Are Things Getting Better in Iraq? Two Changed Minds
Carroll Andrew Morse has done a nice job of summarizing and analyzing the piece in today’s New York Times by Michael O’Hanlon and Kenneth Pollack of the Brookings Insitute. There’s not much that I can add. But NRO has asked me to contribute to a symposium on the piece that will appear tomorrow. Here’s what I wrote:
What is most interesting about this article is not what it says—I have been making the same points now for some time—but who is saying it. If Bill Kristol or Fred Kagan—or even our own Tom Smith—were to write such an article, the skeptics most assuredly would immediately dismiss it as repeating White House talking points. But the fact that two severe critics of the Bush administration’s management of the war—from a think tank usually described as liberal to boot—have published such a piece in the New York Times of all places might, under normal circumstances, give opponents of the war pause.
The security situation in Iraq is clearly improving. The worn-out cliché that an insurgency cannot be defeated by military means alone is true as far as it goes, but security is sine qua non of stability in a counterinsurgency. The fact that the Sunni sheiks have been turning against al Qaeda and the other Salafi groups and the Shia have, to a lesser extent, rejected Sadr’s Mahdi army bodes well for security in the long run.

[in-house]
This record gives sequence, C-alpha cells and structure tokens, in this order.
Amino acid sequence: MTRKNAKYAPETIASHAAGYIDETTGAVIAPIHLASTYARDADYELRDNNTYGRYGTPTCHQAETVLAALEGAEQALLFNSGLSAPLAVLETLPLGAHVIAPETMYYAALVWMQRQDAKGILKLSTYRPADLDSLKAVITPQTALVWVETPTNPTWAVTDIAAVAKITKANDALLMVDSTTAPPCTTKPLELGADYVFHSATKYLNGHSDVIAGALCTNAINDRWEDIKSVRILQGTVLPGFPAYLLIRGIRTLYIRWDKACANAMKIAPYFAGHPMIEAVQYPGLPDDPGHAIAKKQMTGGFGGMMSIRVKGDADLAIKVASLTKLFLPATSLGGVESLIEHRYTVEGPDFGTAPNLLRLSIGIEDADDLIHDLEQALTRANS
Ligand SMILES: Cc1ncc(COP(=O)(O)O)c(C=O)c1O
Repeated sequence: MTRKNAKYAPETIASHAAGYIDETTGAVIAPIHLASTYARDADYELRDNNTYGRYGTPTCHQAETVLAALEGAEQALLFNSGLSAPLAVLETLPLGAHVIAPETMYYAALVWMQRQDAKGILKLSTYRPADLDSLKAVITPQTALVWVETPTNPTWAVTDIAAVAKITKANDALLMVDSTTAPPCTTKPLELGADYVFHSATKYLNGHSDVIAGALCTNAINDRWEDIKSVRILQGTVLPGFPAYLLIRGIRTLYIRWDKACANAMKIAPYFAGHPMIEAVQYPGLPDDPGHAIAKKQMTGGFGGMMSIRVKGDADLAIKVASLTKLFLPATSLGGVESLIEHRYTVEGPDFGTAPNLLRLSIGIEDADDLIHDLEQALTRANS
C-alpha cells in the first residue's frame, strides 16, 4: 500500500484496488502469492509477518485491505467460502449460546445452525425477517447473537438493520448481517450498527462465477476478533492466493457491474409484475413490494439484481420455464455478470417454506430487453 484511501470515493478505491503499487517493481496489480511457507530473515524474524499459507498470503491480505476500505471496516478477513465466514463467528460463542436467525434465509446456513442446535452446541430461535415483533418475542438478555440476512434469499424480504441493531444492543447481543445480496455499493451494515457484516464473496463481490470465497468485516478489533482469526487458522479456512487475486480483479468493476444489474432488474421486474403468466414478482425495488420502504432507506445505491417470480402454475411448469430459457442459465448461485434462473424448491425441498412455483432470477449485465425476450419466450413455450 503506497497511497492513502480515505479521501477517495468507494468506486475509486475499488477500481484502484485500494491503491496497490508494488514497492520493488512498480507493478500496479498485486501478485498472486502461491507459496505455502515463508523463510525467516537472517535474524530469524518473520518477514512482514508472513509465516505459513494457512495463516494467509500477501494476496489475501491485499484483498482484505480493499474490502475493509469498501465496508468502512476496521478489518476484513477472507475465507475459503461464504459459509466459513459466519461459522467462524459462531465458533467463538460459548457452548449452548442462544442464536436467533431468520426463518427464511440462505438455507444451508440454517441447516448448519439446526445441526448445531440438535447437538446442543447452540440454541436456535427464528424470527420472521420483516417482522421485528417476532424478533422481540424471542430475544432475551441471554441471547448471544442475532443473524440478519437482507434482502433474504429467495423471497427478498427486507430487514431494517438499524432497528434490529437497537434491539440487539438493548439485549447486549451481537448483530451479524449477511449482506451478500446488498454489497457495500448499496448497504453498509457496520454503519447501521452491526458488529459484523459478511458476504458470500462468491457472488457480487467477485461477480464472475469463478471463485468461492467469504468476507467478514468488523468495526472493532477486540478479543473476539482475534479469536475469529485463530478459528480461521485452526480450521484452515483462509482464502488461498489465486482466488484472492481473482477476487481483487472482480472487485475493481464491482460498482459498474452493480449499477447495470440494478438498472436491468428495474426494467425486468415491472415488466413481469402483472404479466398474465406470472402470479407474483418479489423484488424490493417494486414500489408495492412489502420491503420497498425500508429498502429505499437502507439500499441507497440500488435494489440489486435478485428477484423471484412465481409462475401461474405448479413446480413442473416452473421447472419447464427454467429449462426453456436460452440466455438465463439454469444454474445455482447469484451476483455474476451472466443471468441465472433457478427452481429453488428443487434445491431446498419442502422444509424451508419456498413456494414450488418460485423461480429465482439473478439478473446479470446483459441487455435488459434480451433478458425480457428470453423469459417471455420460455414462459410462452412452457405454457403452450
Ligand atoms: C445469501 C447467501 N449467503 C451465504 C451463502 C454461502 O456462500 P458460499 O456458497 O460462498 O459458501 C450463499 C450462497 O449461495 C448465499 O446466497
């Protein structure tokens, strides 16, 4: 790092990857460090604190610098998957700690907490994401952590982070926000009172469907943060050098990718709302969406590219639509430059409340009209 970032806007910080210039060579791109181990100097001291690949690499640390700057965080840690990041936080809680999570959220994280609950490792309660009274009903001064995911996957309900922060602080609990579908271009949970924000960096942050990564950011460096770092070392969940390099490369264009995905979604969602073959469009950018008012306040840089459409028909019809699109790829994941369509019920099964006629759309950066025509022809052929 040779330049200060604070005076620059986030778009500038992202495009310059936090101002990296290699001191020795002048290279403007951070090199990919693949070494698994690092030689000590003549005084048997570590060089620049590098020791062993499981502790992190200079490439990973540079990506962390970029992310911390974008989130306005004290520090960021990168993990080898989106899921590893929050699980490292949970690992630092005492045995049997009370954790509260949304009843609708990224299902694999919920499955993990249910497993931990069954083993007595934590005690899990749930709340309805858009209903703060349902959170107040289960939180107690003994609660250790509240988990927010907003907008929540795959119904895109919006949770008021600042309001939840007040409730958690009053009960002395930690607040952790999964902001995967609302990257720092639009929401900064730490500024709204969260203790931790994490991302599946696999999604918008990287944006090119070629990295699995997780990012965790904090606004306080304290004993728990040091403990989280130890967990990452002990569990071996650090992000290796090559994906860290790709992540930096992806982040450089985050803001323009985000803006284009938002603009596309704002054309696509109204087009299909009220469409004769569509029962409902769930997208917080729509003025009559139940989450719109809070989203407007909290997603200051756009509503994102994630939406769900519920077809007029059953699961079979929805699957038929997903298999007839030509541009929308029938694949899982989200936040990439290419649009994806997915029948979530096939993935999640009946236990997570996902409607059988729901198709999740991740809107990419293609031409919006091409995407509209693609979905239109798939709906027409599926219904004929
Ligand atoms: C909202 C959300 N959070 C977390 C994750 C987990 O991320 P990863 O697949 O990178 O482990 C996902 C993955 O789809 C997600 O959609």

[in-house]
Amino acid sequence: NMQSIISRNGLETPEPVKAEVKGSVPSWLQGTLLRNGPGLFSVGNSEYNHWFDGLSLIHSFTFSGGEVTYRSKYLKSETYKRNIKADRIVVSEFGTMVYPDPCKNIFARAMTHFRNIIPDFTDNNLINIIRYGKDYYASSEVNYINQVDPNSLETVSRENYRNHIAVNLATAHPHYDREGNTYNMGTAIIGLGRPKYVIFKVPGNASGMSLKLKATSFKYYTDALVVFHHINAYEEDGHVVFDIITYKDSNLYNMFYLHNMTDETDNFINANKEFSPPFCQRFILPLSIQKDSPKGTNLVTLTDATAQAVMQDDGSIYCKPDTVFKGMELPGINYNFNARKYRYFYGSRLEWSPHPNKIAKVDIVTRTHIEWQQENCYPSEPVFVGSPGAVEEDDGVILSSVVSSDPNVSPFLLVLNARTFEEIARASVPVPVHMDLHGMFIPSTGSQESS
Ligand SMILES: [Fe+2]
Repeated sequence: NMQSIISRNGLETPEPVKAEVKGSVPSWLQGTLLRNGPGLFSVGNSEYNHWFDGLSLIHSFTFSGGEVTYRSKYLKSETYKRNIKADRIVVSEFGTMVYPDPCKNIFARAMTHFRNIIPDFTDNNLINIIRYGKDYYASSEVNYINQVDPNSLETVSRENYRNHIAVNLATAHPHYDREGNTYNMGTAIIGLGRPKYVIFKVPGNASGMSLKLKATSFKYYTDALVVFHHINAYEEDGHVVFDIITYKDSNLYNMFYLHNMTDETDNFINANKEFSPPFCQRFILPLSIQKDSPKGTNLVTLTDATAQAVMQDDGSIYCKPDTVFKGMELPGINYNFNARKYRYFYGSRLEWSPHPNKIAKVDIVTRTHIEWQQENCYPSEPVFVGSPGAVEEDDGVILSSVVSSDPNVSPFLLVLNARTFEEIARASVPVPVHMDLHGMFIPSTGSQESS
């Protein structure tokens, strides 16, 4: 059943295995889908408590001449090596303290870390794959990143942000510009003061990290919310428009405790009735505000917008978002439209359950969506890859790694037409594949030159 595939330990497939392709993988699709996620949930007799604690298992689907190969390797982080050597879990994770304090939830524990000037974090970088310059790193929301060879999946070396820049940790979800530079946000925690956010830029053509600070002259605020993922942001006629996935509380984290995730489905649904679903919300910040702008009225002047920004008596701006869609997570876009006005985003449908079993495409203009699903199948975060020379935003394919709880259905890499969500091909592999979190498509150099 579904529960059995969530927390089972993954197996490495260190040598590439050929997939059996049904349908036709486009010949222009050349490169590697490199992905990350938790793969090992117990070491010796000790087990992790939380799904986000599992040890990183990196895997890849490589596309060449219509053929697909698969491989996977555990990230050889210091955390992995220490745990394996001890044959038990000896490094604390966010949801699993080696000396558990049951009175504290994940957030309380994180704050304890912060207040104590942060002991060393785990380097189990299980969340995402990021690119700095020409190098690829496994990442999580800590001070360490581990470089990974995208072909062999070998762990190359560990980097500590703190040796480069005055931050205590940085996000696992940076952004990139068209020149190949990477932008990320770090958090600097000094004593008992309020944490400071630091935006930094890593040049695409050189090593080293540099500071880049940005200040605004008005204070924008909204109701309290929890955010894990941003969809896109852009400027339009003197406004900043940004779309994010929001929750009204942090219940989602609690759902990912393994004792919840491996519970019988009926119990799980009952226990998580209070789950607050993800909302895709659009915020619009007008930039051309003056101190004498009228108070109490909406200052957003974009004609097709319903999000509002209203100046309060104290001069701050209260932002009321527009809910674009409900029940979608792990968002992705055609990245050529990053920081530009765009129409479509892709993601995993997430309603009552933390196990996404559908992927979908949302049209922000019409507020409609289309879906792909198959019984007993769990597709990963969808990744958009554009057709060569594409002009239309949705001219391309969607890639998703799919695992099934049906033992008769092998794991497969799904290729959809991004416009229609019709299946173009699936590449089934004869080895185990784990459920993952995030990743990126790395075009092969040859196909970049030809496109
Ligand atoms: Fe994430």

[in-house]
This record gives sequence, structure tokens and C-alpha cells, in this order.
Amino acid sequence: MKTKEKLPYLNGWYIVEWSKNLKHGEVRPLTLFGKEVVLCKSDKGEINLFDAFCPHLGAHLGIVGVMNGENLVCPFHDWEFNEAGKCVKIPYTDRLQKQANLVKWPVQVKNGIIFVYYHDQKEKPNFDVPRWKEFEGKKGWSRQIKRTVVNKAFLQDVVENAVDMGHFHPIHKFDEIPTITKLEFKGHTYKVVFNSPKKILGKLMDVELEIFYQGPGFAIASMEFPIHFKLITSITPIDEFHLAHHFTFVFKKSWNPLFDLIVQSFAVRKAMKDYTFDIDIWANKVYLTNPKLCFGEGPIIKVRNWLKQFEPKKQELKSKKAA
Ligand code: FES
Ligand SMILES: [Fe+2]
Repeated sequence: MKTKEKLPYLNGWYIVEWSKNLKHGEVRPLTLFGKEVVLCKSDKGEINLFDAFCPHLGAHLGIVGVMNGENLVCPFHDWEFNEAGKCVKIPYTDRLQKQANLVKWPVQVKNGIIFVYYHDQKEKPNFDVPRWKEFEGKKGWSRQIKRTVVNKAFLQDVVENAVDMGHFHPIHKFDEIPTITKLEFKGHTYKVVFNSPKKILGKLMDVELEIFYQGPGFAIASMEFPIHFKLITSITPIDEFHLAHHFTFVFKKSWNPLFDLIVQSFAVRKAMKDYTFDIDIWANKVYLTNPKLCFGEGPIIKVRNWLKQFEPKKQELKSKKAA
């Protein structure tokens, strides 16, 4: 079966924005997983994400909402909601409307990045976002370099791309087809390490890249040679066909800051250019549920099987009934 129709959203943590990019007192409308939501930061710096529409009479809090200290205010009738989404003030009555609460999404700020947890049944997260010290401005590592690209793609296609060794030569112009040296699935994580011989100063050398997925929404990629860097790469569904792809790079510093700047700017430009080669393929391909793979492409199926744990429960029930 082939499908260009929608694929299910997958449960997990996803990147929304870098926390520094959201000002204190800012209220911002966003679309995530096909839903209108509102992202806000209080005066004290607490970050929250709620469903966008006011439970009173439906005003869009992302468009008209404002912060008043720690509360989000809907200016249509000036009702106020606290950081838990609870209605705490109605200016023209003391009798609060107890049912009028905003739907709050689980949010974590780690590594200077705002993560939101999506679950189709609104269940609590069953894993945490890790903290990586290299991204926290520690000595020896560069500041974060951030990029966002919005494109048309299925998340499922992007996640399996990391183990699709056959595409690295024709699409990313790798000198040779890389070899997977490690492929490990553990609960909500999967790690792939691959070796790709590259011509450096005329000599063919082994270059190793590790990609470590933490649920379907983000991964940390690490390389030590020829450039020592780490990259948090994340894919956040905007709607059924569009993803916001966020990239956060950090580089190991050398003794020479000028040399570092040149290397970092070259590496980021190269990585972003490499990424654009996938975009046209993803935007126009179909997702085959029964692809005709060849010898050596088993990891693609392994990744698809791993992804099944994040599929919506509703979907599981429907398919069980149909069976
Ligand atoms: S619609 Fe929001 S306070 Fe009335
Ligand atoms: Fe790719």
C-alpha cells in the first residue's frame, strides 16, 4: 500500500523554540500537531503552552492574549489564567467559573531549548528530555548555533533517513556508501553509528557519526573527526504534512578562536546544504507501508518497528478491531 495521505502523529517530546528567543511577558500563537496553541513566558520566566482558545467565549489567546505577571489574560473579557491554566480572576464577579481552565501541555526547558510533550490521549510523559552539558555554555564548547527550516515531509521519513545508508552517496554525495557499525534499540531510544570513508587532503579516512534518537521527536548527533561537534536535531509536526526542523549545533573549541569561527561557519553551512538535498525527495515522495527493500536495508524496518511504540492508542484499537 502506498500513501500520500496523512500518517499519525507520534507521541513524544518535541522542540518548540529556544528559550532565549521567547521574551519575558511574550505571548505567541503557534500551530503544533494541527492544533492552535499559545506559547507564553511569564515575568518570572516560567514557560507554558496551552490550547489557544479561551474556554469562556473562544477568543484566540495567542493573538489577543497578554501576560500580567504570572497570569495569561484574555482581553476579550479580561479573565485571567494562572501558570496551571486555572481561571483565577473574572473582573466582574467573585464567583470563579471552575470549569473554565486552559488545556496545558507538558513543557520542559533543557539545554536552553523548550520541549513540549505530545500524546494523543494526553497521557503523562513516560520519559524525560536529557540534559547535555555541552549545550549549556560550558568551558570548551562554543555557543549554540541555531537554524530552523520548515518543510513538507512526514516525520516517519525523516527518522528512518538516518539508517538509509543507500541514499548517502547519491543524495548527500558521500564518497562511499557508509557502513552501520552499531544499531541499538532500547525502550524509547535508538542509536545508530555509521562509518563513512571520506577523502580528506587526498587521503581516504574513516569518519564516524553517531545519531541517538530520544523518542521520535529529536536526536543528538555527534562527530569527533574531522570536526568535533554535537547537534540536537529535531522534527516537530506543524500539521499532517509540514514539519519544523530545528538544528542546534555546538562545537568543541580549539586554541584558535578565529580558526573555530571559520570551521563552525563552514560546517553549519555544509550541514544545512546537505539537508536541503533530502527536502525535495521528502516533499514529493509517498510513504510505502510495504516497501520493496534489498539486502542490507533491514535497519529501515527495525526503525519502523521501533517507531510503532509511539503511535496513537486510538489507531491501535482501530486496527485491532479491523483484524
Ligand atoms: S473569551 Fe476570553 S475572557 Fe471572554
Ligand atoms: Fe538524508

But does it matter at this point? Time is running out, not in Iraq but in Washington DC where, as more than one commentator has pointed out, the Democratic majority in Congress and the party’s presidential candidates all seem to have opted for defeat. Thanks to these geniuses and the Republican girly-men who enable them, we may be on the verge of snatching defeat from the jaws of victory.